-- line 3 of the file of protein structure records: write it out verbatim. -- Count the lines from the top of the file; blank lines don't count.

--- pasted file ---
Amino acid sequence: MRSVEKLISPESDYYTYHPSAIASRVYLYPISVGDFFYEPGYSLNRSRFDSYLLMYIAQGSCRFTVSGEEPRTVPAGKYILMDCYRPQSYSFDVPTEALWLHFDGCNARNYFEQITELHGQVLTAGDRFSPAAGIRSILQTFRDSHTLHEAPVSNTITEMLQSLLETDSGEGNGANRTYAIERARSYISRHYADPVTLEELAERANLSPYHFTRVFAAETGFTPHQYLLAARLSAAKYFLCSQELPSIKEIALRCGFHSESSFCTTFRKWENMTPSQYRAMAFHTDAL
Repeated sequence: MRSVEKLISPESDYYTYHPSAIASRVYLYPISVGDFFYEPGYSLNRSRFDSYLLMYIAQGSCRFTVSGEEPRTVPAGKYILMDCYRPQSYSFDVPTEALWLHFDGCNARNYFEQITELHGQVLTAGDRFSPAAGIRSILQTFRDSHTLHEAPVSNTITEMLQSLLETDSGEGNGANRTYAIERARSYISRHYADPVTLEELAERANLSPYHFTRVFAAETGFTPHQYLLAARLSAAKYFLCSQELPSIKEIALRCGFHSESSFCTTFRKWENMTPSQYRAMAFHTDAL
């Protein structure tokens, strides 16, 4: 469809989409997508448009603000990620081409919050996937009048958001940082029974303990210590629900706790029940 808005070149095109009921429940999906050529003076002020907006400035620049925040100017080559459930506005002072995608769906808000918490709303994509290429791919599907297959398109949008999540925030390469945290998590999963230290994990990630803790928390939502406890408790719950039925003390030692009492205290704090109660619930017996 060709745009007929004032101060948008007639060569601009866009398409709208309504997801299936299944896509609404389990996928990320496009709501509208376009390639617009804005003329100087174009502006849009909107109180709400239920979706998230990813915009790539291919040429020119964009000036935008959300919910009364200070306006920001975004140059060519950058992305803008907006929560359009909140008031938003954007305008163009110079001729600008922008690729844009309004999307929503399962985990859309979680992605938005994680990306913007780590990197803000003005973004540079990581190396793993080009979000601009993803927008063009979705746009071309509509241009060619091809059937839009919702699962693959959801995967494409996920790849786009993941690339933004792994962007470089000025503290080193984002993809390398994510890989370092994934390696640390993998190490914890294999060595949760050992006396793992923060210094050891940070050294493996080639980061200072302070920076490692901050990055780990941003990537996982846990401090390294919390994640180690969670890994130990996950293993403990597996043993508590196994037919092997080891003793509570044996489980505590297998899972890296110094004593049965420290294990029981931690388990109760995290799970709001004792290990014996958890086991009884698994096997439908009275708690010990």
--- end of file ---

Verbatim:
């Protein structure tokens, strides 16, 4: 469809989409997508448009603000990620081409919050996937009048958001940082029974303990210590629900706790029940 808005070149095109009921429940999906050529003076002020907006400035620049925040100017080559459930506005002072995608769906808000918490709303994509290429791919599907297959398109949008999540925030390469945290998590999963230290994990990630803790928390939502406890408790719950039925003390030692009492205290704090109660619930017996 060709745009007929004032101060948008007639060569601009866009398409709208309504997801299936299944896509609404389990996928990320496009709501509208376009390639617009804005003329100087174009502006849009909107109180709400239920979706998230990813915009790539291919040429020119964009000036935008959300919910009364200070306006920001975004140059060519950058992305803008907006929560359009909140008031938003954007305008163009110079001729600008922008690729844009309004999307929503399962985990859309979680992605938005994680990306913007780590990197803000003005973004540079990581190396793993080009979000601009993803927008063009979705746009071309509509241009060619091809059937839009919702699962693959959801995967494409996920790849786009993941690339933004792994962007470089000025503290080193984002993809390398994510890989370092994934390696640390993998190490914890294999060595949760050992006396793992923060210094050891940070050294493996080639980061200072302070920076490692901050990055780990941003990537996982846990401090390294919390994640180690969670890994130990996950293993403990597996043993508590196994037919092997080891003793509570044996489980505590297998899972890296110094004593049965420290294990029981931690388990109760995290799970709001004792290990014996958890086991009884698994096997439908009275708690010990």